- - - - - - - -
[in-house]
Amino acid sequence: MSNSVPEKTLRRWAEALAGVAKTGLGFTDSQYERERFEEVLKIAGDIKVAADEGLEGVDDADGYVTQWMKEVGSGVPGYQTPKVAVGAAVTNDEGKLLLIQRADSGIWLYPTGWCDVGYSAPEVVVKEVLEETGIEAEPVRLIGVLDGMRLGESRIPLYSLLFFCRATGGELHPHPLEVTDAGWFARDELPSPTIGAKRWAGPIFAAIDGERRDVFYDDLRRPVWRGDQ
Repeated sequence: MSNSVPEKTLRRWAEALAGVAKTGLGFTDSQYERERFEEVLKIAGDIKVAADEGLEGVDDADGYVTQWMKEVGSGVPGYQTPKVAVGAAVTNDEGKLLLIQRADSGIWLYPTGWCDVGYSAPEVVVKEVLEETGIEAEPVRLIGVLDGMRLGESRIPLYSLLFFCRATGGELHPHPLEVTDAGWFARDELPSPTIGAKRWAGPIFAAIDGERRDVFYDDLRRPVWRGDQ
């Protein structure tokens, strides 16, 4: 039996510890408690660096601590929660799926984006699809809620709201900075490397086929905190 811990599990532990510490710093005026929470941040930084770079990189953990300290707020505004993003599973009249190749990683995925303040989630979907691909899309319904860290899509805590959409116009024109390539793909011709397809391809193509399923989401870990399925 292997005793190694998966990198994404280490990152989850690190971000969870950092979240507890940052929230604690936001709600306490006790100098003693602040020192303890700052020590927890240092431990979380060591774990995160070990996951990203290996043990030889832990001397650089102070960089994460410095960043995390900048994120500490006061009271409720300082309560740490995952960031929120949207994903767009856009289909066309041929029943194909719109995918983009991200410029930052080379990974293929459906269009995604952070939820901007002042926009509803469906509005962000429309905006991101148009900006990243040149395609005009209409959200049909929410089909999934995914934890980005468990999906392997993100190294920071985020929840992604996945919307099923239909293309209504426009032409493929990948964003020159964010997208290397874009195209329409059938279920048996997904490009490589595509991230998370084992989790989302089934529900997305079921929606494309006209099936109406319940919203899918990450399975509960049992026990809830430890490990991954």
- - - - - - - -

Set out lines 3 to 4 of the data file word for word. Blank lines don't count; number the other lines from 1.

Repeated sequence: MSNSVPEKTLRRWAEALAGVAKTGLGFTDSQYERERFEEVLKIAGDIKVAADEGLEGVDDADGYVTQWMKEVGSGVPGYQTPKVAVGAAVTNDEGKLLLIQRADSGIWLYPTGWCDVGYSAPEVVVKEVLEETGIEAEPVRLIGVLDGMRLGESRIPLYSLLFFCRATGGELHPHPLEVTDAGWFARDELPSPTIGAKRWAGPIFAAIDGERRDVFYDDLRRPVWRGDQ
């Protein structure tokens, strides 16, 4: 039996510890408690660096601590929660799926984006699809809620709201900075490397086929905190 811990599990532990510490710093005026929470941040930084770079990189953990300290707020505004993003599973009249190749990683995925303040989630979907691909899309319904860290899509805590959409116009024109390539793909011709397809391809193509399923989401870990399925 292997005793190694998966990198994404280490990152989850690190971000969870950092979240507890940052929230604690936001709600306490006790100098003693602040020192303890700052020590927890240092431990979380060591774990995160070990996951990203290996043990030889832990001397650089102070960089994460410095960043995390900048994120500490006061009271409720300082309560740490995952960031929120949207994903767009856009289909066309041929029943194909719109995918983009991200410029930052080379990974293929459906269009995604952070939820901007002042926009509803469906509005962000429309905006991101148009900006990243040149395609005009209409959200049909929410089909999934995914934890980005468990999906392997993100190294920071985020929840992604996945919307099923239909293309209504426009032409493929990948964003020159964010997208290397874009195209329409059938279920048996997904490009490589595509991230998370084992989790989302089934529900997305079921929606494309006209099936109406319940919203899918990450399975509960049992026990809830430890490990991954």